Chicago’s McDowell Wins AL Cy Young Award
Chicago White Sox right-hander Jack McDowell, the subject of recent trade speculation, has won the American League Cy Young Award.
McDowell, who was 22-10 and led the AL in victories, easily outdistanced Randy Johnson of the Seattle Mariners in voting by a committee of the Baseball Writers Assn. of America.
McDowell received 21 first-place votes, six seconds and one third for 124 points based on a 5-3-1 system.
Johnson, who was 19-8 with a major league-leading 308 strikeouts, had six firsts, 14 seconds and one third for 75 points. Kevin Appier of the Kansas City Royals, 18-8 with a 2.56 earned-run average, was third, followed by Jimmy Key of the New York Yankees and reliever Duane Ward of the Toronto Blue Jays.
McDowell led the AL in shutouts with four and was second in innings with 256 2/3. He won, however, despite a 3.37 ERA that was the third-highest for a Cy Young recipient and a 2-3 record after Aug. 31.
He was also 0-2 with a 10.00 ERA in the playoffs, but ballots were submitted before the playoffs began.
Although McDowell is the winningest pitcher of the ‘90s with a 73-39 record, there has been speculation he could be traded before the 1994 season.
McDowell is eligible for free agency after the ’94 season and has waged annual contract battles with owner Jerry Reinsdorf, who doesn’t think pitchers should receive multiyear contracts.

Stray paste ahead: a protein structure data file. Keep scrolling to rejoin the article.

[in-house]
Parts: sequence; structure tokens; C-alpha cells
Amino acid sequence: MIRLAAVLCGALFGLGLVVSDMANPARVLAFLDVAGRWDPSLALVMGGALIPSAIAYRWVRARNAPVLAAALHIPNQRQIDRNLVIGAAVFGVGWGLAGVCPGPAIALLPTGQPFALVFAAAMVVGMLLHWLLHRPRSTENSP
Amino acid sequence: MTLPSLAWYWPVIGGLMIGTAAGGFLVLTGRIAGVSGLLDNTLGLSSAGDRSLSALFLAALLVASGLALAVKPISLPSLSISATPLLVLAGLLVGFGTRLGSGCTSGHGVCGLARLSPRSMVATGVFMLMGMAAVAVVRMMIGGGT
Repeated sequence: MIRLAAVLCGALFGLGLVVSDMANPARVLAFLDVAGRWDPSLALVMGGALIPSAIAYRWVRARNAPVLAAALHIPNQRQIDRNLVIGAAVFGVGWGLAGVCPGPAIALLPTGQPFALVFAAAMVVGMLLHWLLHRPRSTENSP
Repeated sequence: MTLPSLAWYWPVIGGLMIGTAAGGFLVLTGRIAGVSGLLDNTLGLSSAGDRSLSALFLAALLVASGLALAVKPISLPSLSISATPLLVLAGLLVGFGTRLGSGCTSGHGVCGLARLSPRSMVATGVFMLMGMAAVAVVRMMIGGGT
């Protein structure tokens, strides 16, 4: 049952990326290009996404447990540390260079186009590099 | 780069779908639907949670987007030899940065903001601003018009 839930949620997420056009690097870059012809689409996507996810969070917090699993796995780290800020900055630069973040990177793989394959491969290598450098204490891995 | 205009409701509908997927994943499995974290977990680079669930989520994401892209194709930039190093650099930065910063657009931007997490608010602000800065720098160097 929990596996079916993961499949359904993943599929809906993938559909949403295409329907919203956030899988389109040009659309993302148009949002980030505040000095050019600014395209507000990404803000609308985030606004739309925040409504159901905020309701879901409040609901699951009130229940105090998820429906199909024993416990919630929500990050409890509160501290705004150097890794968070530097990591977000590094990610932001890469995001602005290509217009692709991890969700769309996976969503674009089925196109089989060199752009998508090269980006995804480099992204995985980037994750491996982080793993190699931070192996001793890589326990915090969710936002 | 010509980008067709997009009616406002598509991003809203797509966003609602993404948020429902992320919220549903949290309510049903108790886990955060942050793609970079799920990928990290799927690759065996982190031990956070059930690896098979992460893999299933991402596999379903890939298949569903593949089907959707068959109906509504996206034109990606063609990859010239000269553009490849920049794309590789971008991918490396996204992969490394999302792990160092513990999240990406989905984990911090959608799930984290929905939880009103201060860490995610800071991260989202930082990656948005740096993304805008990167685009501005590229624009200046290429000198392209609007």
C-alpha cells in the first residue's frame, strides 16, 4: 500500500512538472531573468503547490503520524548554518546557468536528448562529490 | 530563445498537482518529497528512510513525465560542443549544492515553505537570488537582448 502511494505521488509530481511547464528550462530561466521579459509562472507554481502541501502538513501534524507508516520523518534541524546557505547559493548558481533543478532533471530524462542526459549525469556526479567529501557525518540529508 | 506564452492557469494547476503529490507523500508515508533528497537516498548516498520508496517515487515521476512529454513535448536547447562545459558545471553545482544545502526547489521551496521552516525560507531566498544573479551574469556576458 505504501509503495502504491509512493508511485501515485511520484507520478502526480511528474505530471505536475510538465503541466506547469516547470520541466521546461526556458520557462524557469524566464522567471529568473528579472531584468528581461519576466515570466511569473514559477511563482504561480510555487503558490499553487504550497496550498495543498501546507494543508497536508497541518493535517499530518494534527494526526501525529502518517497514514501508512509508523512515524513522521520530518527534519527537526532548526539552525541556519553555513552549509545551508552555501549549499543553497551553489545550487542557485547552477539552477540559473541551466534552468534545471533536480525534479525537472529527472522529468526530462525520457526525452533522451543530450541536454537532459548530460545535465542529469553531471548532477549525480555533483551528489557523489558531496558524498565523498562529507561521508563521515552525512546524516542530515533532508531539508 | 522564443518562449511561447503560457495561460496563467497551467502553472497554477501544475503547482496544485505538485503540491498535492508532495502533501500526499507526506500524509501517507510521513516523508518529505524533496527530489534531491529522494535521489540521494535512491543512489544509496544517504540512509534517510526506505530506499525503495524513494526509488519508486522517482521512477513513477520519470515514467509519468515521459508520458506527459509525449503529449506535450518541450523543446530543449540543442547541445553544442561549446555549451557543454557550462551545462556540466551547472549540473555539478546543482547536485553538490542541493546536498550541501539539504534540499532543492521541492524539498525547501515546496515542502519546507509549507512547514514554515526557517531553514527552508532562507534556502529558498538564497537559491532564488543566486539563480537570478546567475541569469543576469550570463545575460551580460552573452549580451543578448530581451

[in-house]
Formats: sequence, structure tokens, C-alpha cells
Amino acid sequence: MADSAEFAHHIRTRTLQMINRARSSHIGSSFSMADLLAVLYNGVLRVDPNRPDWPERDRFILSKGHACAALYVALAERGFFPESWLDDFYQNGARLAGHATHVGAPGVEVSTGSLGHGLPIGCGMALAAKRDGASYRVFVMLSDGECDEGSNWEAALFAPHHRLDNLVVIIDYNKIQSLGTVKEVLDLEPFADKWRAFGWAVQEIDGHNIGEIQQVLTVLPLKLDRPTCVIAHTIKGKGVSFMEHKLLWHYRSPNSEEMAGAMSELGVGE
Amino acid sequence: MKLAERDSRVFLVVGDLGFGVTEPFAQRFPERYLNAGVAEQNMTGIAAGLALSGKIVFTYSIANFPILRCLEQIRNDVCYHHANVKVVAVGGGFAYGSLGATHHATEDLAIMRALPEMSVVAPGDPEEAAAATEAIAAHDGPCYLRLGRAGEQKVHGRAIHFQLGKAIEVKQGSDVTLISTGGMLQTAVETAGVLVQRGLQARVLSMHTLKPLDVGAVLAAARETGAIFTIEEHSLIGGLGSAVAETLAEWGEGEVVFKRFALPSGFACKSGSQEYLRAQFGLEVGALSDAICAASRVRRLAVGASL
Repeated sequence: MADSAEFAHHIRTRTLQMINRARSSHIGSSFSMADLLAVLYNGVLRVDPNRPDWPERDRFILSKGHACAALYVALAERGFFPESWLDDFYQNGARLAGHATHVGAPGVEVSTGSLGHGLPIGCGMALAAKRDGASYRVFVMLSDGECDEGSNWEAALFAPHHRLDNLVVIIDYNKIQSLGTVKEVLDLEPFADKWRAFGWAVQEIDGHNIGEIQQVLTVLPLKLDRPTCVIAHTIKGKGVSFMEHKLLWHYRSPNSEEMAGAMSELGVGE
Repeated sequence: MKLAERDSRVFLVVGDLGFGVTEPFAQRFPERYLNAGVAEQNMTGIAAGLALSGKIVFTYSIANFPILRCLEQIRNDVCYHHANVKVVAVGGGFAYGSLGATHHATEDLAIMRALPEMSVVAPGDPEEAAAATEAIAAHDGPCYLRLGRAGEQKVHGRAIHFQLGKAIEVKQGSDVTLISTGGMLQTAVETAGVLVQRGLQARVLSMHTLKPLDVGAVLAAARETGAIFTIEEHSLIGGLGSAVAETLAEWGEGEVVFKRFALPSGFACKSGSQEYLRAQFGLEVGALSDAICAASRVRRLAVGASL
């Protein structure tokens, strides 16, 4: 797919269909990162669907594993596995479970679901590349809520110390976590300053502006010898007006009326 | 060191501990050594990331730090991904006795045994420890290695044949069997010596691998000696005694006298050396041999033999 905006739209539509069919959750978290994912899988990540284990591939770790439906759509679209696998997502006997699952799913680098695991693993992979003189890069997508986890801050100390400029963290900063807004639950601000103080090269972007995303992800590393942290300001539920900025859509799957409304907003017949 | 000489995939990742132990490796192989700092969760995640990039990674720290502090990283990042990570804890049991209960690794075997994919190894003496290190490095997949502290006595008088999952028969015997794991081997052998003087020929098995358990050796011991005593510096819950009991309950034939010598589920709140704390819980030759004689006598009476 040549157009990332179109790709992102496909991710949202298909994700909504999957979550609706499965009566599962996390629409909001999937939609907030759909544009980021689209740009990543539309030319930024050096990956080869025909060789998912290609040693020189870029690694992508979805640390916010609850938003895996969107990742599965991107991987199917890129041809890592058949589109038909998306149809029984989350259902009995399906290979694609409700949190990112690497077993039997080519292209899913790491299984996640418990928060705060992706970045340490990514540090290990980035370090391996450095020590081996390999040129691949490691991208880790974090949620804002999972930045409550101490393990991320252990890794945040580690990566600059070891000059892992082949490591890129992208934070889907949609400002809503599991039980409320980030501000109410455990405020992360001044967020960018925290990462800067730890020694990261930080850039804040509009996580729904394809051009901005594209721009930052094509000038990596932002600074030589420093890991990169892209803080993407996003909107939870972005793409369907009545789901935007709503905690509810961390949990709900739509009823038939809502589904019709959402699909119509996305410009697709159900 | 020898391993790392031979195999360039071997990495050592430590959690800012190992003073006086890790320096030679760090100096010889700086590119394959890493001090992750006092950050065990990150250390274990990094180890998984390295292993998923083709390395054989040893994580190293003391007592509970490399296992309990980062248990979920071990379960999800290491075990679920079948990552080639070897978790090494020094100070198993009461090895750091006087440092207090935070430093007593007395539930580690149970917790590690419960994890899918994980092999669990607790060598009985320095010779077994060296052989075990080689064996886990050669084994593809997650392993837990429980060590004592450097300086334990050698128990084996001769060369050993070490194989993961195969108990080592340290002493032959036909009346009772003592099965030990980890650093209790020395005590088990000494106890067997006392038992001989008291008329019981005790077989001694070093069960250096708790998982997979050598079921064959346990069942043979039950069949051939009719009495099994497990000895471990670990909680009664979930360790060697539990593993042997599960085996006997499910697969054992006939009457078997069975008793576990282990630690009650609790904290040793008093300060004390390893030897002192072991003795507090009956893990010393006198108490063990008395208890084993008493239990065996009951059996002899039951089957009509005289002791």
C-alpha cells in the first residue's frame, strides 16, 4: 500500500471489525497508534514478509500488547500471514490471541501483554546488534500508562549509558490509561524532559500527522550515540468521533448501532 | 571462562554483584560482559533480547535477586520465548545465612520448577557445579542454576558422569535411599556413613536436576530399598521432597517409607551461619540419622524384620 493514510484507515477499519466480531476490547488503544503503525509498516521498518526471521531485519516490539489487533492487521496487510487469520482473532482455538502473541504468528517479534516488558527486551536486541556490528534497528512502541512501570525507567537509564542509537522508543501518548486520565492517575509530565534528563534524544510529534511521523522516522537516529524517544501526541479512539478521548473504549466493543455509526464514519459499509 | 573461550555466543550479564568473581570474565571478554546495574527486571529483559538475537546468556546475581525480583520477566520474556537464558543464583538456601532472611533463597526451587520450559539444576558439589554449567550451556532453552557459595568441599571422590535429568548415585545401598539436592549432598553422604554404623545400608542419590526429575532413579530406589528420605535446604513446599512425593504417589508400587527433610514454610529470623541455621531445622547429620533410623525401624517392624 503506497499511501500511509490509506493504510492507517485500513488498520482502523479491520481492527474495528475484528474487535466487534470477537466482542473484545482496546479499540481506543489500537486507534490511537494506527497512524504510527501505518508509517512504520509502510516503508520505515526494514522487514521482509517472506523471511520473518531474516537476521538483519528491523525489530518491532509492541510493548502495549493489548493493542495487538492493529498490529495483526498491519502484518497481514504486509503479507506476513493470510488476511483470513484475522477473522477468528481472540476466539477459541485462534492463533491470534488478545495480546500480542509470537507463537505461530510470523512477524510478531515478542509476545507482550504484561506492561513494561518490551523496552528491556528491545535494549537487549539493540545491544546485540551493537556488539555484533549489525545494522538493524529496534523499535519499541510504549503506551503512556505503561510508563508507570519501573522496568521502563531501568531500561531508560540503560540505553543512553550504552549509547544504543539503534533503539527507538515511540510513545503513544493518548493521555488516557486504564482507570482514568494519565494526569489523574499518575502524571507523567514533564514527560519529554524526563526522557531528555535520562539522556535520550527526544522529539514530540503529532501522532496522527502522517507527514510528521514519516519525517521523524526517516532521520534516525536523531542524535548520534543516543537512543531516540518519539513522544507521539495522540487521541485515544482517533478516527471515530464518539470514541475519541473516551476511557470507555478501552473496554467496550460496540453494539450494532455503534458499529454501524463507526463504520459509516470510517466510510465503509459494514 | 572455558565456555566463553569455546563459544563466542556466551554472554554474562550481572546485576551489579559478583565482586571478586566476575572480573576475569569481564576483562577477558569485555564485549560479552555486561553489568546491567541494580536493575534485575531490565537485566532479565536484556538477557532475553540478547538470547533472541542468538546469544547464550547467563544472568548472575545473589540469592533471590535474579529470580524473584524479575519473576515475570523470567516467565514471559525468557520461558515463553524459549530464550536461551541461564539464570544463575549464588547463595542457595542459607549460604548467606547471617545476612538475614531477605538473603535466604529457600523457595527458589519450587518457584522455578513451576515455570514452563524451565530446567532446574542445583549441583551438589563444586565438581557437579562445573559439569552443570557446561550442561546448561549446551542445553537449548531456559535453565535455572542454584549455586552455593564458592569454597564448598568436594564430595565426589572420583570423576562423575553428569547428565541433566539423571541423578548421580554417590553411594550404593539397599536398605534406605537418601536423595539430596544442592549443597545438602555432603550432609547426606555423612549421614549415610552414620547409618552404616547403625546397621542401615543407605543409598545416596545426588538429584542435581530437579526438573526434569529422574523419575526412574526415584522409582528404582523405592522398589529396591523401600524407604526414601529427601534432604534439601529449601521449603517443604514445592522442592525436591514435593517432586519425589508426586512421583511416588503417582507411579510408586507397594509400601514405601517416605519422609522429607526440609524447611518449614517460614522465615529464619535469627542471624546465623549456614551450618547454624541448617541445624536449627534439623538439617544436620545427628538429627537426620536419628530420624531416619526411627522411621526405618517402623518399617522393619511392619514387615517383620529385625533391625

The White Sox are blessed with three other young starters in Alex Fernandez, Wilson Alvarez and Jason Bere, and apparently believe they could afford to deal McDowell for a top-flight first baseman and/or outfielder before free agency allows him to leave on his own.
The New York Yankees and Baltimore Orioles have publicly expressed interest in McDowell, and it has been rumored that he could move to the cross-town Cubs in a deal involving Mark Grace.
The acquisition of a first baseman would permit the White Sox to use Frank Thomas as a designated hitter. Thomas, who has 3 1/2 years of major league experience compared to five-plus for McDowell, recently received a four-year, $29.5-million contract extension, which is thought to have further aggrieved McDowell, who has been unsuccessful in his own quest for a multiyear deal with the Sox.
On Tuesday, however, McDowell said negotiations have improved and that he hoped to stay with the White Sox.
“I wouldn’t say we’re close or that we’re far away,” he said. “Obviously, if we can’t come to terms, it might be in their best interest to make a deal at some point. That’s why we’re working hard to get something done.”
McDowell, who was a standout at Notre Dame High in Van Nuys before going on to Stanford, said the best measure of his season is the 256 innings because “if you’re throwing that many, you’re doing everything else well.”
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